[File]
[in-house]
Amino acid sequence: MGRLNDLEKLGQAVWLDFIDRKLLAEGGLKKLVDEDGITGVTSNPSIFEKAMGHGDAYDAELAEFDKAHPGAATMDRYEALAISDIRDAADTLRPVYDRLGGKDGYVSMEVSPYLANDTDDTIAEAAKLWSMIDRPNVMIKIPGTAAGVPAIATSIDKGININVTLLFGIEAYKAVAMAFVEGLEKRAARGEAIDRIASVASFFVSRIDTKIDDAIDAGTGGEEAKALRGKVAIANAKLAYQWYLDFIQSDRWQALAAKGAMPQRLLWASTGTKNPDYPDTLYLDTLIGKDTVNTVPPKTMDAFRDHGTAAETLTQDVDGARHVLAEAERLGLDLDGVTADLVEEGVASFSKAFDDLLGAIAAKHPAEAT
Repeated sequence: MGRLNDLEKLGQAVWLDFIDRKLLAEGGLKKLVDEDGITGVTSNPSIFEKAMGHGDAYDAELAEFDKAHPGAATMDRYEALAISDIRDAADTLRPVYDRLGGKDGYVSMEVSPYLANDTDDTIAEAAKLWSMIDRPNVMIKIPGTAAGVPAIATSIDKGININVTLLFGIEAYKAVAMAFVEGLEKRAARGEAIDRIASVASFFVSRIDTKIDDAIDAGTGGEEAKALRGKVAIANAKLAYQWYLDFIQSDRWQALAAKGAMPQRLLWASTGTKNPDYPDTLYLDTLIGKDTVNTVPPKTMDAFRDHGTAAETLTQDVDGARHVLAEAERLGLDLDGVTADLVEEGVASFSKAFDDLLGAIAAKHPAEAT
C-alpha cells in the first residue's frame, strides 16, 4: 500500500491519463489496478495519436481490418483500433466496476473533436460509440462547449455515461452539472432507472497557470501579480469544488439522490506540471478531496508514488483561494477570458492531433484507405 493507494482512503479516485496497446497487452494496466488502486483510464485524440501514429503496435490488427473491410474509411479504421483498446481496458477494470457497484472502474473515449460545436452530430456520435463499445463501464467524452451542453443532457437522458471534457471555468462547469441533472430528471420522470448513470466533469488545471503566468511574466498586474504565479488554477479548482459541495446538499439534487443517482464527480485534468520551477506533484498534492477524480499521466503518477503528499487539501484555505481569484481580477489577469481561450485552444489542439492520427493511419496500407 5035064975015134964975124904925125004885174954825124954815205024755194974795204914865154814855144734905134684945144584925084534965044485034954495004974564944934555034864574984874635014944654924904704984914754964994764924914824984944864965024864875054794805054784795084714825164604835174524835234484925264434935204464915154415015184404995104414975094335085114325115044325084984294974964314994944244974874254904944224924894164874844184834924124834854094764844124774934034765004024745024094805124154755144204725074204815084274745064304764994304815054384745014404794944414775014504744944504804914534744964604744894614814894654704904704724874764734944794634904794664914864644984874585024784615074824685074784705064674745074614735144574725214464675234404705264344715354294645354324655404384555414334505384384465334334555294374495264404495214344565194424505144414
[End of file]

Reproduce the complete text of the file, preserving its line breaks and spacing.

[in-house]
Amino acid sequence: MGRLNDLEKLGQAVWLDFIDRKLLAEGGLKKLVDEDGITGVTSNPSIFEKAMGHGDAYDAELAEFDKAHPGAATMDRYEALAISDIRDAADTLRPVYDRLGGKDGYVSMEVSPYLANDTDDTIAEAAKLWSMIDRPNVMIKIPGTAAGVPAIATSIDKGININVTLLFGIEAYKAVAMAFVEGLEKRAARGEAIDRIASVASFFVSRIDTKIDDAIDAGTGGEEAKALRGKVAIANAKLAYQWYLDFIQSDRWQALAAKGAMPQRLLWASTGTKNPDYPDTLYLDTLIGKDTVNTVPPKTMDAFRDHGTAAETLTQDVDGARHVLAEAERLGLDLDGVTADLVEEGVASFSKAFDDLLGAIAAKHPAEAT
Repeated sequence: MGRLNDLEKLGQAVWLDFIDRKLLAEGGLKKLVDEDGITGVTSNPSIFEKAMGHGDAYDAELAEFDKAHPGAATMDRYEALAISDIRDAADTLRPVYDRLGGKDGYVSMEVSPYLANDTDDTIAEAAKLWSMIDRPNVMIKIPGTAAGVPAIATSIDKGININVTLLFGIEAYKAVAMAFVEGLEKRAARGEAIDRIASVASFFVSRIDTKIDDAIDAGTGGEEAKALRGKVAIANAKLAYQWYLDFIQSDRWQALAAKGAMPQRLLWASTGTKNPDYPDTLYLDTLIGKDTVNTVPPKTMDAFRDHGTAAETLTQDVDGARHVLAEAERLGLDLDGVTADLVEEGVASFSKAFDDLLGAIAAKHPAEAT
C-alpha cells in the first residue's frame, strides 16, 4: 500500500491519463489496478495519436481490418483500433466496476473533436460509440462547449455515461452539472432507472497557470501579480469544488439522490506540471478531496508514488483561494477570458492531433484507405 493507494482512503479516485496497446497487452494496466488502486483510464485524440501514429503496435490488427473491410474509411479504421483498446481496458477494470457497484472502474473515449460545436452530430456520435463499445463501464467524452451542453443532457437522458471534457471555468462547469441533472430528471420522470448513470466533469488545471503566468511574466498586474504565479488554477479548482459541495446538499439534487443517482464527480485534468520551477506533484498534492477524480499521466503518477503528499487539501484555505481569484481580477489577469481561450485552444489542439492520427493511419496500407 5035064975015134964975124904925125004885174954825124954815205024755194974795204914865154814855144734905134684945144584925084534965044485034954495004974564944934555034864574984874635014944654924904704984914754964994764924914824984944864965024864875054794805054784795084714825164604835174524835234484925264434935204464915154415015184404995104414975094335085114325115044325084984294974964314994944244974874254904944224924894164874844184834924124834854094764844124774934034765004024745024094805124154755144204725074204815084274745064304764994304815054384745014404794944414775014504744944504804914534744964604744894614814894654704904704724874764734944794634904794664914864644984874585024784615074824685074784705064674745074614735144574725214464675234404705264344715354294645354324655404384555414334505384384465334334555294374495264404495214344565194424505144414